The New Reality: N.S. food producers reaching new customers, but will interest wane after COVID-19?

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This is the fourth in a series of stories looking at the new reality of life during the COVID-19 pandemic in the Maritimes. You can find the full series here

Since the start of the pandemic in Nova Scotia, pies have been flying off the shelves at the Humble Pie shop in Dartmouth.

In fact, sales have been so good, co-owners Shauna MacLeod and Mike Noakes had to choose between keeping the shop open for walk-ins and moving their business to an online, pre-ordered pickup and delivery service.

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They went with the latter.

“Within the first few weeks we were selling as many and a little bit more than we were selling during our regular workweek, within five days a week,” said MacLeod.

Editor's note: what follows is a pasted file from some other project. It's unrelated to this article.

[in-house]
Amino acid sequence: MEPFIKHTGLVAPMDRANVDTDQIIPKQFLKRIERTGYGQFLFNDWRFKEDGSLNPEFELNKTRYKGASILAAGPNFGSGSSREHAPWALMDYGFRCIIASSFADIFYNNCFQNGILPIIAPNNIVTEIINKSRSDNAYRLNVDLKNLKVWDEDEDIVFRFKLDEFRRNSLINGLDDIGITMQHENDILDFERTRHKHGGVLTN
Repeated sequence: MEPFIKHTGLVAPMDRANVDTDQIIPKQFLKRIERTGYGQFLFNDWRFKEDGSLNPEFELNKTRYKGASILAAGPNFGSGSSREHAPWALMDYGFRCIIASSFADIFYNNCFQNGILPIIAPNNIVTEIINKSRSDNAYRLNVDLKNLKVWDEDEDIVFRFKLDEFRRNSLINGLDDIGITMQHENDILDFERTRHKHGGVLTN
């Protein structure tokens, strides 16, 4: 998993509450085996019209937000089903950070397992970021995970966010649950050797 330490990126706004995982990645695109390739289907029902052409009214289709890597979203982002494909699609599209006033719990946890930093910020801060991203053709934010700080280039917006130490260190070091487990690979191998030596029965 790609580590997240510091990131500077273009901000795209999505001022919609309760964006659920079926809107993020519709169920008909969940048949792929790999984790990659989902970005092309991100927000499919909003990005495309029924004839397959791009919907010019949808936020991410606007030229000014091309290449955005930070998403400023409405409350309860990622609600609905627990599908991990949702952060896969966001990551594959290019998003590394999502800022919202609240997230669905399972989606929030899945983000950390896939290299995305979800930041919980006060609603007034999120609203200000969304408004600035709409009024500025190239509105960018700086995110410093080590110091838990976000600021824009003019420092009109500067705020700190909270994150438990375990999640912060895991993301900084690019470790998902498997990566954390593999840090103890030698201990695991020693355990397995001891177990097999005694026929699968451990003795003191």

“To our surprise, we thought we were opening a service to our regular customers and promoted it solely with social media, but we’re seeing more and more new customers trying pies.”

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READ MORE: Halifax Seaport Farmers’ Market launches ‘pod’ to test pre-order and pick-up program

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Humble Pie is just one of several Nova Scotia food vendors and primary producers that have seen a spike in new customers during the pandemic.

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